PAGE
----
John Ashbery’s nonsense is a lot more amusing than most poets’ sense. What he does well is nearly inimitable, as the mutilated bodies of his imitators show (what he does badly nearly anyone can do, though most poets wouldn’t even try). In the past decade, as old age has stolen upon him, he has published over nine-hundred pages of poetry—if there were a poetry Olympics, Ashbery would take gold, silver, and bronze, as well as brass, antimony, tin, and lead. He turned seventy-three this year— when did poetry have a more boyish septuagenarian? Will Ashbery ever grow up?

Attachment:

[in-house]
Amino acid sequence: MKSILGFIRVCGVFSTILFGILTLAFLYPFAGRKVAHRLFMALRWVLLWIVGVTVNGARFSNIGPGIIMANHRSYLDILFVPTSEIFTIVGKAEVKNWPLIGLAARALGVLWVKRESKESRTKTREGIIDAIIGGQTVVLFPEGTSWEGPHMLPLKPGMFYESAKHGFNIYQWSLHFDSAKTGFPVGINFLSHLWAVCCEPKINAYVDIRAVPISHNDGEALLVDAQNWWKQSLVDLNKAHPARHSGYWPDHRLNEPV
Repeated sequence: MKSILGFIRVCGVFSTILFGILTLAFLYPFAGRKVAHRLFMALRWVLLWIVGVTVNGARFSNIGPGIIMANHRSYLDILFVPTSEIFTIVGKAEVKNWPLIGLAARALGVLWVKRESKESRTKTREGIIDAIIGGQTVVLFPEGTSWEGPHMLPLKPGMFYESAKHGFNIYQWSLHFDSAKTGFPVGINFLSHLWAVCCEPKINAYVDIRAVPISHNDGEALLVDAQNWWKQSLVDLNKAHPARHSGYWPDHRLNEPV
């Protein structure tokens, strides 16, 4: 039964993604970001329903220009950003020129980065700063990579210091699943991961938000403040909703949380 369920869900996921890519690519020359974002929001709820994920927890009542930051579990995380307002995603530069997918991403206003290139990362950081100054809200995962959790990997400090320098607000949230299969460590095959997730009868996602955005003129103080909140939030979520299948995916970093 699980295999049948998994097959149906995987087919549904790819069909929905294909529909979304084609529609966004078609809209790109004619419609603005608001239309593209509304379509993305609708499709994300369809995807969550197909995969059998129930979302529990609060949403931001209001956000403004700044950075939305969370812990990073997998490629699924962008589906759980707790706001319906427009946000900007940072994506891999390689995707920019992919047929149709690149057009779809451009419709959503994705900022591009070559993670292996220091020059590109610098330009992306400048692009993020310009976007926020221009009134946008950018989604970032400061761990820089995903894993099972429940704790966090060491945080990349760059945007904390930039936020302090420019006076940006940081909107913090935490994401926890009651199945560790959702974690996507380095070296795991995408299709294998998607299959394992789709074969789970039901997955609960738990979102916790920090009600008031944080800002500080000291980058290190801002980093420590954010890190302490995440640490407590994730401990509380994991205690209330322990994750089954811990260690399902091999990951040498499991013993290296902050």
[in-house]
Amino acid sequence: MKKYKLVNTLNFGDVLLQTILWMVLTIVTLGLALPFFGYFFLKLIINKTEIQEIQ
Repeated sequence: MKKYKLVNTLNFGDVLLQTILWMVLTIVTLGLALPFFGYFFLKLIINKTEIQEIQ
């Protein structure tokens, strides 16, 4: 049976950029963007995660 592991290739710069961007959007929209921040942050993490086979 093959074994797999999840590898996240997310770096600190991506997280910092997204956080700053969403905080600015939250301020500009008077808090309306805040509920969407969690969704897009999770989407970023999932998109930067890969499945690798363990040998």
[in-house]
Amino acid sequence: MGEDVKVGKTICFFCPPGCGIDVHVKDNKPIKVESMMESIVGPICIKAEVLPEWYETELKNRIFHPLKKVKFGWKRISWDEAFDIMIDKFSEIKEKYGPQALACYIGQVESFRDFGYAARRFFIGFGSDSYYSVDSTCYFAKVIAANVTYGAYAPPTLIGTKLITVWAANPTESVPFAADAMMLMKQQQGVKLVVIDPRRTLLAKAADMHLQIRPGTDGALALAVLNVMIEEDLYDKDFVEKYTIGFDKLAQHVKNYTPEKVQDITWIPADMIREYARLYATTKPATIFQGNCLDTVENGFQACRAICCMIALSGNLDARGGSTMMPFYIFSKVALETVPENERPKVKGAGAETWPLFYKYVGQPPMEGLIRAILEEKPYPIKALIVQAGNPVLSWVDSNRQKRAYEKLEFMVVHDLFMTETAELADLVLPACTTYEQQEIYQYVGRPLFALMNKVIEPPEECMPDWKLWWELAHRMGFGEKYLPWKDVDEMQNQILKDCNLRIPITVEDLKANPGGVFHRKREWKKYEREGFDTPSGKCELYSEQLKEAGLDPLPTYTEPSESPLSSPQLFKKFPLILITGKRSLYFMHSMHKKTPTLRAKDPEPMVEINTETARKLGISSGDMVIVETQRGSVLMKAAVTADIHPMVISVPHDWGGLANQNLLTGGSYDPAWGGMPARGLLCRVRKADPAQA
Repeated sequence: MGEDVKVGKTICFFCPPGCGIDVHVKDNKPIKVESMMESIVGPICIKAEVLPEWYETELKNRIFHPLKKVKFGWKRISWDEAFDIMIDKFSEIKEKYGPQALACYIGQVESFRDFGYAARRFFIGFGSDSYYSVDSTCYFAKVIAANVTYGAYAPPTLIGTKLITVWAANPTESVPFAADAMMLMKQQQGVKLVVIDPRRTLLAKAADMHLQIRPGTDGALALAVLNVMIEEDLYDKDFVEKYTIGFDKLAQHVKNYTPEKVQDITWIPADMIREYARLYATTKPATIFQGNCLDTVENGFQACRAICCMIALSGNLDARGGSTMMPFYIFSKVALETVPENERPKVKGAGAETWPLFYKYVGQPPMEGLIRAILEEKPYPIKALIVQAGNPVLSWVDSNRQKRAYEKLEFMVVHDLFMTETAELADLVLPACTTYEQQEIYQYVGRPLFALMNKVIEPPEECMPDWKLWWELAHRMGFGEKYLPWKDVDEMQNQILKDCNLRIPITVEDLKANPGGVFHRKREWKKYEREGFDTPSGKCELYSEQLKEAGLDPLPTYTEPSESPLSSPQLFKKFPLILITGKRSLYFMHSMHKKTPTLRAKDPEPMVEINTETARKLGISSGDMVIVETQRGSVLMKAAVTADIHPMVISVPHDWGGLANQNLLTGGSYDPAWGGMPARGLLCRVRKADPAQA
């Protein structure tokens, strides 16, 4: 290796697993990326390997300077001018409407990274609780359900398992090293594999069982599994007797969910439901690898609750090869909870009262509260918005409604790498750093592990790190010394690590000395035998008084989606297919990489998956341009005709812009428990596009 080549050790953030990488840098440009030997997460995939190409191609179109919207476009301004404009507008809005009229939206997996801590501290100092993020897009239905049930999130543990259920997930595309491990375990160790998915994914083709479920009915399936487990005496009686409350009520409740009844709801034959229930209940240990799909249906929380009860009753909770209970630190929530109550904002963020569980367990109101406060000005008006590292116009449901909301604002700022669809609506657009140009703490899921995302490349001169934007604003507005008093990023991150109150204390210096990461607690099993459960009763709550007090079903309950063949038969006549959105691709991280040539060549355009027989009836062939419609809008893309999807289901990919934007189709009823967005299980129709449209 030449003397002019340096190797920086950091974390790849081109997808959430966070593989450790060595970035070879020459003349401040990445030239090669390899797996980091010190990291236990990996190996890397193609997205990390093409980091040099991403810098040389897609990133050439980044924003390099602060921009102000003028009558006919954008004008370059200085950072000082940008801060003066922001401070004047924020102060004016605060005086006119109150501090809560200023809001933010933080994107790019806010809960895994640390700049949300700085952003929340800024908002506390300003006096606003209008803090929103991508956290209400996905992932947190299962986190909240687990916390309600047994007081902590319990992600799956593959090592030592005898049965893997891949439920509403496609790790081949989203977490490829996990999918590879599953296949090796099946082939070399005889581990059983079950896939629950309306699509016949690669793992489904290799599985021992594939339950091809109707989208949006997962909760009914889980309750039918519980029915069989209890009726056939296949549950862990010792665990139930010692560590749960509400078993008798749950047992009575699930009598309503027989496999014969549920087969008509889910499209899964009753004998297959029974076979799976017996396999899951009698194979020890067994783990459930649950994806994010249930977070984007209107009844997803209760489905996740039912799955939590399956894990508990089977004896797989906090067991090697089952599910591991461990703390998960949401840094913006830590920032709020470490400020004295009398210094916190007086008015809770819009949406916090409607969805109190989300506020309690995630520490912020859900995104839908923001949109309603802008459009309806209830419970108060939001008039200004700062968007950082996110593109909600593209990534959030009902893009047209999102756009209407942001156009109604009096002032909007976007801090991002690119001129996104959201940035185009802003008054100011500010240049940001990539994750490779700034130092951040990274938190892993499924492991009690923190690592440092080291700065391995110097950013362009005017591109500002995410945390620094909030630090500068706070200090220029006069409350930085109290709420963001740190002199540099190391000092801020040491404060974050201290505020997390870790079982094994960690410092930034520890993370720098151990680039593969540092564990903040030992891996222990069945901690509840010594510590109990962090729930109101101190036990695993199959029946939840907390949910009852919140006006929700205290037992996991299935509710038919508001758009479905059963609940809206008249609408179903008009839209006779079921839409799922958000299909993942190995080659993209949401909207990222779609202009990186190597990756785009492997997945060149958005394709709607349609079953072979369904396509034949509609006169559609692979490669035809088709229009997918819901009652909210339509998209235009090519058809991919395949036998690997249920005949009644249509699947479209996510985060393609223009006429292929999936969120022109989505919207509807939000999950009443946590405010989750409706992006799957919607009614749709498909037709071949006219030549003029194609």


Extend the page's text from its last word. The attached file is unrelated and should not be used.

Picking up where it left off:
In Your Name Here[1] (a witty title that reminds us of all the sneaky things he can do with language), Ashbery has started making sense. This will come as a shock to most readers, because his poetry has lived a long time on the subsidizing strategies of sense without ...

 

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